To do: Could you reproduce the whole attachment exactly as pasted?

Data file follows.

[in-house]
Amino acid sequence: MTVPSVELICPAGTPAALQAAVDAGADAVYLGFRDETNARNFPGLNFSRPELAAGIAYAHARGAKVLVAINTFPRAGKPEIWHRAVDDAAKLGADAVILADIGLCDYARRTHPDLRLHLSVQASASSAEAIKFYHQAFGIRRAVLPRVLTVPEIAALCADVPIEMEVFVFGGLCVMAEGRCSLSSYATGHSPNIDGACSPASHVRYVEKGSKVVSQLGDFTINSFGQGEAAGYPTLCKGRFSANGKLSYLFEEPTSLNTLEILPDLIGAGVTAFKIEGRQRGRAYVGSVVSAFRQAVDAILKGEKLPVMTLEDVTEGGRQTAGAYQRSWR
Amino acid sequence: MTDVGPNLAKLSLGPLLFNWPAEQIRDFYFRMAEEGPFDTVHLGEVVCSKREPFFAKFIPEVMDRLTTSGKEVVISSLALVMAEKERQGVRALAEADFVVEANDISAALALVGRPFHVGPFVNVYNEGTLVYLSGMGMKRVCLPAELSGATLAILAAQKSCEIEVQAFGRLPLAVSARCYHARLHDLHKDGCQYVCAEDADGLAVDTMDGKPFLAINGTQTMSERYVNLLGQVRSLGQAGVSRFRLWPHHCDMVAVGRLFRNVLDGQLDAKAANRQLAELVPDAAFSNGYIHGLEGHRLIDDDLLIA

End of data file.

[in-house]
Amino acid sequence: MTVPSVELICPAGTPAALQAAVDAGADAVYLGFRDETNARNFPGLNFSRPELAAGIAYAHARGAKVLVAINTFPRAGKPEIWHRAVDDAAKLGADAVILADIGLCDYARRTHPDLRLHLSVQASASSAEAIKFYHQAFGIRRAVLPRVLTVPEIAALCADVPIEMEVFVFGGLCVMAEGRCSLSSYATGHSPNIDGACSPASHVRYVEKGSKVVSQLGDFTINSFGQGEAAGYPTLCKGRFSANGKLSYLFEEPTSLNTLEILPDLIGAGVTAFKIEGRQRGRAYVGSVVSAFRQAVDAILKGEKLPVMTLEDVTEGGRQTAGAYQRSWR
Amino acid sequence: MTDVGPNLAKLSLGPLLFNWPAEQIRDFYFRMAEEGPFDTVHLGEVVCSKREPFFAKFIPEVMDRLTTSGKEVVISSLALVMAEKERQGVRALAEADFVVEANDISAALALVGRPFHVGPFVNVYNEGTLVYLSGMGMKRVCLPAELSGATLAILAAQKSCEIEVQAFGRLPLAVSARCYHARLHDLHKDGCQYVCAEDADGLAVDTMDGKPFLAINGTQTMSERYVNLLGQVRSLGQAGVSRFRLWPHHCDMVAVGRLFRNVLDGQLDAKAANRQLAELVPDAAFSNGYIHGLEGHRLIDDDLLIA